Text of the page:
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Text provided by Richard Davis, Insight Radiology

Antenatal diagnosis of cleft lip is very useful. For the expectant parents, it enables informed preparation before the baby is born, including surgical and feeding issues to be discussed, and a more positive delivery experience for the family. It can also be used to reassure parents who already have a child with cleft lip. Amniocentesis may be considered especially if the cleft is midline.

With careful scanning and high quality equipment, it is now possible to detect virtually all cleft lips at the 18-20 week anatomy scan. This is the best time to obtain a diagnosis. Occasionally cleft lip can be demonstrated as early as 12 weeks.

The most important factor in detection of cleft lip, is the skill of the Sonographer. Occasionally a small cleft, large patient or baby in a difficult position may result in non-detection, but this is rare. Cleft palate with intact lip is, however, difficult to detect antenatally. A small jaw in association with a cleft palate may be detected on ultrasound.
While cleft lip is still detected using conventional 2D ultrasound, the baby’s face can now also be imaged with ultrasound to produce a 3-dimensional (3D) picture. This is very useful to further delineate the lip and face, providing useful images for patient and clinician. It can also be used to reassure parents who already have a child with cleft lip. Some advanced ultrasound machines enable 3D images to be produced in real-time, showing the baby moving, including lips and tongue. This is called 4D (3D plus time), and provides an enhanced 3D image. Due to the increased equipment costs and longer scan time involved with 4D scanning, generally there is an additional charge for this service.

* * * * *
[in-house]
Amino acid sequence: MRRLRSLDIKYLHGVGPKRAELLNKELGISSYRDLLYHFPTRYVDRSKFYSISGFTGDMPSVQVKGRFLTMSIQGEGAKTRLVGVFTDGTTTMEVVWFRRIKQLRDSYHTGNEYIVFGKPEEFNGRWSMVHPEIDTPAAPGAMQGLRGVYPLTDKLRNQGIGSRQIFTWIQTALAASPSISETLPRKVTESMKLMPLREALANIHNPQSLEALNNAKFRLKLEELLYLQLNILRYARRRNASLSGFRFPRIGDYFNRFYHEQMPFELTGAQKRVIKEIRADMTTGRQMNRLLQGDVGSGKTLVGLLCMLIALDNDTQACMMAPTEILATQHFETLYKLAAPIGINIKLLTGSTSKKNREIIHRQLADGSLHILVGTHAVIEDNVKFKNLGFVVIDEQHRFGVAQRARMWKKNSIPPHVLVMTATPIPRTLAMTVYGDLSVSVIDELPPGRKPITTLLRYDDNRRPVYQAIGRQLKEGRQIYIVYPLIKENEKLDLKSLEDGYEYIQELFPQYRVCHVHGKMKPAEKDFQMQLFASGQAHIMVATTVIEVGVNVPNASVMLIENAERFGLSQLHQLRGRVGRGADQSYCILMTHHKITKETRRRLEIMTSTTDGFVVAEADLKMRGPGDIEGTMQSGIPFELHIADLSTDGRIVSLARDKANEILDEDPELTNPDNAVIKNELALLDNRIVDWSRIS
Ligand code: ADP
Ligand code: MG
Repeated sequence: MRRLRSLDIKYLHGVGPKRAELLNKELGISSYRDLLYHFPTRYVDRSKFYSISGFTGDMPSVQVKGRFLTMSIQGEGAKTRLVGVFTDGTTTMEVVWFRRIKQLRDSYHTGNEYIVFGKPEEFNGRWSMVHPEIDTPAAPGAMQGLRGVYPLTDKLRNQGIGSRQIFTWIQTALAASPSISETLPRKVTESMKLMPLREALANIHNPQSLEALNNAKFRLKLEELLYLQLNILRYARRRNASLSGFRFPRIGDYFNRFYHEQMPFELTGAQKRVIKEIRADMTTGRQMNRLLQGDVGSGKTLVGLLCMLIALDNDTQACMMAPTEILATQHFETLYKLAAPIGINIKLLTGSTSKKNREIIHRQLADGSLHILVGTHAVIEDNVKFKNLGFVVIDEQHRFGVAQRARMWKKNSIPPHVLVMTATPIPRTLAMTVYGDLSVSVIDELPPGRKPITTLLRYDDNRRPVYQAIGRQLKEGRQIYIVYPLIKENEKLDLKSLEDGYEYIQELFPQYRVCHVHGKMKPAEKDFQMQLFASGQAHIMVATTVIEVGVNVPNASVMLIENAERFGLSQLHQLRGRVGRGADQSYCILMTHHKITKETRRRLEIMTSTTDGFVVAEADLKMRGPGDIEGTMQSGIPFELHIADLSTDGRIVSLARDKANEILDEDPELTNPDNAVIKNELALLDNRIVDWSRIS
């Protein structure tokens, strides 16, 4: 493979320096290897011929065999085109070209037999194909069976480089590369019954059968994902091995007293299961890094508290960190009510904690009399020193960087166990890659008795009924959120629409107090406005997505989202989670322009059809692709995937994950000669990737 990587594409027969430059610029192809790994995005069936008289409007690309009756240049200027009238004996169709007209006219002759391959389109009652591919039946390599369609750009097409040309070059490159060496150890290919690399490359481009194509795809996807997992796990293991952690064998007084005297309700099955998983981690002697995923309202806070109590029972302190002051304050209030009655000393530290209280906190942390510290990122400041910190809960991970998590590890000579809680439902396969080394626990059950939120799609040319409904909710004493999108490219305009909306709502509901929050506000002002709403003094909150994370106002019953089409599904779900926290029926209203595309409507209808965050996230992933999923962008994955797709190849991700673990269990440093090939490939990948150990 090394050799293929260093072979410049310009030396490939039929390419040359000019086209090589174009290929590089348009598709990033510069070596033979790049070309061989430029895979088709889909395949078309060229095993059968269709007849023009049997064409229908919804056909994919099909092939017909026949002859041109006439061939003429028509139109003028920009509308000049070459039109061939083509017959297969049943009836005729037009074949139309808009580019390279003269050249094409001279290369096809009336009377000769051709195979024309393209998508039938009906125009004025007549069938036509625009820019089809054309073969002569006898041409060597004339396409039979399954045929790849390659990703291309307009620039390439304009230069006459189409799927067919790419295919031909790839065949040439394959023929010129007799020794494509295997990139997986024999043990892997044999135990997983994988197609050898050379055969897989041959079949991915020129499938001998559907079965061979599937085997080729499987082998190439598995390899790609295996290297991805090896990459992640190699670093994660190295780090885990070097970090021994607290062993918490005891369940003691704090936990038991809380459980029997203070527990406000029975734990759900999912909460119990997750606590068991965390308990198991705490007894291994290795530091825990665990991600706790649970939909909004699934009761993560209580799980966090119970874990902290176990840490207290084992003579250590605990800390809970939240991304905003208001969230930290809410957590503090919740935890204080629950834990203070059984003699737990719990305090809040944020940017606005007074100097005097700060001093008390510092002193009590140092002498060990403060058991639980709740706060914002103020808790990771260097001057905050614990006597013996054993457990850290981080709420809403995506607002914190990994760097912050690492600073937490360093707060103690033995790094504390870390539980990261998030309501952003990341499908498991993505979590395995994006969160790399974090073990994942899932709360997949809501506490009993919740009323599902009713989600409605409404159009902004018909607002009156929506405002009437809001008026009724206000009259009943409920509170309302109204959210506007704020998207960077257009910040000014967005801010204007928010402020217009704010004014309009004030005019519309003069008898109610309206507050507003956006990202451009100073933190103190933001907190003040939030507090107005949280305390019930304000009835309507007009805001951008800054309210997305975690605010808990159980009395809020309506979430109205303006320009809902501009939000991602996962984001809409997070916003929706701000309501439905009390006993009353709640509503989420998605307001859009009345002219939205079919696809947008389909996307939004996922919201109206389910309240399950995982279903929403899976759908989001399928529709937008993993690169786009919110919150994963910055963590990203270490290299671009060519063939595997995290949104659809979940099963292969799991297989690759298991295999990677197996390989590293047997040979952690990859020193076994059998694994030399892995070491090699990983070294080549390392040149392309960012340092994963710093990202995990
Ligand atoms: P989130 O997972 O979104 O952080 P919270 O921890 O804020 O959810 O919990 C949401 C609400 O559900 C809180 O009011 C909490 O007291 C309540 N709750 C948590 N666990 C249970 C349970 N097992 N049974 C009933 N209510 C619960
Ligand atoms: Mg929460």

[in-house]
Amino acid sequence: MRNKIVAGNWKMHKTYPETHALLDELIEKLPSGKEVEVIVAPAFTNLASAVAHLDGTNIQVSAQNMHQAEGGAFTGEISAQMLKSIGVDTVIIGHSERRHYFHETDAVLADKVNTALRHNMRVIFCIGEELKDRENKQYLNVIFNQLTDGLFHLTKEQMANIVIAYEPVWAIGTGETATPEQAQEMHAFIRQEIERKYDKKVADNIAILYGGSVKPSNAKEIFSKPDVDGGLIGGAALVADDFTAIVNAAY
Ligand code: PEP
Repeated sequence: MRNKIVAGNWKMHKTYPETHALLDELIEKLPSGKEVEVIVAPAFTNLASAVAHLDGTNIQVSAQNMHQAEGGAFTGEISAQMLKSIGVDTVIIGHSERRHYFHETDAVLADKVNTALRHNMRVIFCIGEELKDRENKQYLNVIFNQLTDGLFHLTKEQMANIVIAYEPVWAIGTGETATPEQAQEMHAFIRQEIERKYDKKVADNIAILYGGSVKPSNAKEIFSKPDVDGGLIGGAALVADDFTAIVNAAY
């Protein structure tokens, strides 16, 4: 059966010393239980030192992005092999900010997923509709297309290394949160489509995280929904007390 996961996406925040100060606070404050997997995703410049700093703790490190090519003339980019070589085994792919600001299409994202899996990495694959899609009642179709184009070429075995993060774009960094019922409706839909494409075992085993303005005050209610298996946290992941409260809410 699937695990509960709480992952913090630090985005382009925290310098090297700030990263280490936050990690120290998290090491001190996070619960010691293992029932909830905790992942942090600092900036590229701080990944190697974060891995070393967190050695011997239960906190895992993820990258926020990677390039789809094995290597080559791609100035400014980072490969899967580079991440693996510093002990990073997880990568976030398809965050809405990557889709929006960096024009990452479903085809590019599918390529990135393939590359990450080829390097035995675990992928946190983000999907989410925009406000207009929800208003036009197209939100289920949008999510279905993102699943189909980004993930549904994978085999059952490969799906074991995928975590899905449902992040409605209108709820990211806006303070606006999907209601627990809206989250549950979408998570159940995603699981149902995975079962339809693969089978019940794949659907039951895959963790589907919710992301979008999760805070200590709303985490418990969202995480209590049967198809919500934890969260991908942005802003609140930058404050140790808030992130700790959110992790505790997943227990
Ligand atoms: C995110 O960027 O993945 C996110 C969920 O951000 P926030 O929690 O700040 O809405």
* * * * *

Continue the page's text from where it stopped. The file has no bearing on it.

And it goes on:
The Sonographer should communicate results with the patient and also directly to the Midwife or Doctor. Some Sonographers can provide information about specialist cleft team referral, and amniocentesis issues, otherwise your Lead Maternity Carer will do the referral to the local cleft team.